Recently, the SS American Memorial helped bridge the decades between a World War II veteran and her modern day counterparts at the Lazy U Ranch in Seguin.
Former U.S. Army 1st Lt. Josephine Reaves spoke of her wartime experience as a nurse to about 30 soldiers from Brooke Army Medical Center’s 264th Medical Battalion on June 25.
Of those there, approximately 25 were soldiers in training who are still learning about what it is to be in the military, U.S. Army Capt. Paul Roman, a chaplain with the 264th Medical Battalion, said.
“This is a time to reflect, a time to sit down and take a look at our history,” Roman said. “It’s a time to understand why they are in the military.”
Members of the medical battalion visit the memorial once a month, which provides a break from their intensive training, Roman said.
“These are AIT (Advanced Individual Training) students, so they are normally pretty locked down,” Roman said. “We’re force feeding them about 60 to 80 pages of information a day down their throats, and some of them are in AIT for a full year. Coming out here helps them recharge and reminds them about why they are soldiers.”
Navy veteran and SS American Memorial board member Craig Russell said giving the young soldiers a chance to relax while learning of previous generations’ sacrifices is what the memorial is all about.
“The reason chaplains bring these kids out here is to help them understand the seriousness of the job they are about to take on,” Russell said. “I figured that there’s no better person to relay that message than Ms. Josephine.”
During her time with the soldiers, Reaves recounted how she followed the fighting, tending soldiers wounded in military engagements, such as the D-Day landing at Normandy, Operation Market Garden at Nijmegen and the Battle of the Bulge.
The former Army nurse said while the war was fierce and terrible, she was more than happy to do her part.
“Someone had to take care of them when they got injured,” the nonagenarian said. “There were 14,000 boys who were hurt in Normandy, and it was our job, as nurses, to take care of them. No one mentions the 4,000 nurses who took care of them.”
Listening to Reaves speak inspired many of the soldiers at the memorial, Roman said.
“They loved Ms. Josephine,” he said. “They were captivated by her and what she was saying. She told them about her personal story, and it really motivated them. This was definitely a highlight for them.”
After speaking to the group, Reaves showed the soldiers some of her war memorabilia, including Nazi and nurse armbands, and the first post-Pearl Harbor edition of the Honolulu Star-Bulletin.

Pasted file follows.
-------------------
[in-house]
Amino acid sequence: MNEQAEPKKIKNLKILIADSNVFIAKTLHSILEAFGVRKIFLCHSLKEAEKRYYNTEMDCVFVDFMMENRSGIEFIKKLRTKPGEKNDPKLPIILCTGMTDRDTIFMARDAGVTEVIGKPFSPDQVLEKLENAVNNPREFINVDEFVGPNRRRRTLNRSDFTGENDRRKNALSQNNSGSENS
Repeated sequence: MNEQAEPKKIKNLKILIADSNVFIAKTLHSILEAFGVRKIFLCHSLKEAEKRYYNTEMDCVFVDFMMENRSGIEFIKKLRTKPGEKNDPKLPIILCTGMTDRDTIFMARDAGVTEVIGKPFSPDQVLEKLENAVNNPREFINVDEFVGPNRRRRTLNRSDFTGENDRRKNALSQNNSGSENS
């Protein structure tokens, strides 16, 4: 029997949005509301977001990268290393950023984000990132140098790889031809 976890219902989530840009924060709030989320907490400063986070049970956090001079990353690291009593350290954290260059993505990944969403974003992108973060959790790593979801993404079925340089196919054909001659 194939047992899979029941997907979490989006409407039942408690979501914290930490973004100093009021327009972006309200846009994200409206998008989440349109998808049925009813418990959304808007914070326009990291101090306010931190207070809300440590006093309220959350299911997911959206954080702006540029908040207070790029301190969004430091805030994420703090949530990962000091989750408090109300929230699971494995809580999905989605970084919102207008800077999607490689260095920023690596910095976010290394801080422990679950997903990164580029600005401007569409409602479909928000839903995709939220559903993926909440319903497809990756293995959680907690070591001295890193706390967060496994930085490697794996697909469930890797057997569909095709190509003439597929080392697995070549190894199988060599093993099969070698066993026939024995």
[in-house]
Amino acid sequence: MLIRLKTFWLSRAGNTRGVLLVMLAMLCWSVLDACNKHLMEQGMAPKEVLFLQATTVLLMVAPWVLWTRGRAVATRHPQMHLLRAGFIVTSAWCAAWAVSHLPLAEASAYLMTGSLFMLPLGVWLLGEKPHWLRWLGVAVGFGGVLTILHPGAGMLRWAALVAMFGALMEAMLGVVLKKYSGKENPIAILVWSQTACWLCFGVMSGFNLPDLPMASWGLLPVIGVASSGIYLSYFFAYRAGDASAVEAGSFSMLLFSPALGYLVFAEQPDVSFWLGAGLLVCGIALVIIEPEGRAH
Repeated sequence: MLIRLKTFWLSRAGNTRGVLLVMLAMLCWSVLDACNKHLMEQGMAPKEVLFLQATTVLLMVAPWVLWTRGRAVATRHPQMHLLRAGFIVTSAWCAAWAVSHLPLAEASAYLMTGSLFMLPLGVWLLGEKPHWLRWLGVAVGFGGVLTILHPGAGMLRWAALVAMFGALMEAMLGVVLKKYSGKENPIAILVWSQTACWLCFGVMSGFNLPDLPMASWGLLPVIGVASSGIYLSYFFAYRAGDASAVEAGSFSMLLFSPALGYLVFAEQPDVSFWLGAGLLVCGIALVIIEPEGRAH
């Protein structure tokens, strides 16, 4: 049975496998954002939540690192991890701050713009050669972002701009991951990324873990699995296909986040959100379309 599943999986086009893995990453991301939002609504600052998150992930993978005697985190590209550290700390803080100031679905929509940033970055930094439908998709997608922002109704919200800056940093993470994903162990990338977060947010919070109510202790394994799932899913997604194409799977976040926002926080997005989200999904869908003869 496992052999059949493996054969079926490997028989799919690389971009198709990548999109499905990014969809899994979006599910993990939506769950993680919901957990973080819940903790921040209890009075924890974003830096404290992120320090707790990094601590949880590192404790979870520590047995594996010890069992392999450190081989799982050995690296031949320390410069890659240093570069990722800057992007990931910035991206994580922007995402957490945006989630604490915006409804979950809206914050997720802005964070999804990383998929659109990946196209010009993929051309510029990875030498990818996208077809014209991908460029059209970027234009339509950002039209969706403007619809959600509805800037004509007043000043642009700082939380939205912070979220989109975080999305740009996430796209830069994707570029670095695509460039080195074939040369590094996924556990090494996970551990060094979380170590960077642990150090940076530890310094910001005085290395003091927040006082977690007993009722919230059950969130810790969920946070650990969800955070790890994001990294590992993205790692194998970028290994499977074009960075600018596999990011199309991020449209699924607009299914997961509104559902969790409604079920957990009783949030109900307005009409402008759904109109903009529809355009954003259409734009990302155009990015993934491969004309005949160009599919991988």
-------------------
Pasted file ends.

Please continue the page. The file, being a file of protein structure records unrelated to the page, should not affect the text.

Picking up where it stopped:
In between taking selfies with the service members, Reaves said she was very happy to speak to the soldiers.
“It’s an honor to be able to talk to these young soldiers,” she said. “They had so many questions and were very polite.”
Russell said the honor was his and the soldiers, who got to hear her story.
“For me personally, meeting people like her, getting her while it’s fresh on her mind to get it in front of these younger generations right now because, as she has told me, ‘Let’s plan for right now because tomorrow I might not be here’” , he said. “It’s a reminder of the sacrifices made to protect this country and make it great. It was an honor to host someone like her here.”
Moreover, Russell said Reaves embodies the spirit of the memorial and what they are doing at the Lazy U Ranch.
“We bring in speakers like Ms. Josephine who have that rich experience that can be shared with the younger generation,” he said. “It’s very important to us. She represents the most important facet of the memorial. She is the essence of what we’re doing here. That era was the defining point of world history and where we are today.”
Roman agreed, saying Reaves’ experiences will help make the trainees more well-rounded soldiers.
“World War II was such a standpoint of the U.S. saying ‘No, we are the United States of America and we will not allow somebody to attack us like that’”, he said. “We all pulled together. This memorial helps these young soldiers see that and apply it to their current situation. Many of the soldiers out here will deploy in the next year or two. We want them to know that they’re not deploying simply because of a piece of paper — it’s for something larger than themselves.”
With the reality that many of those she spoke to would likely go overseas soon, Reaves said she is still ready to help if called upon.
“I’d do it again, but they tell me I’m a little too old,” she said chuckling.>> Read Full Article and See Additional Pictures>>
Originally Posted: Wednesday,Sunday, July 3, 2016 12:00 am www.seguingazette.com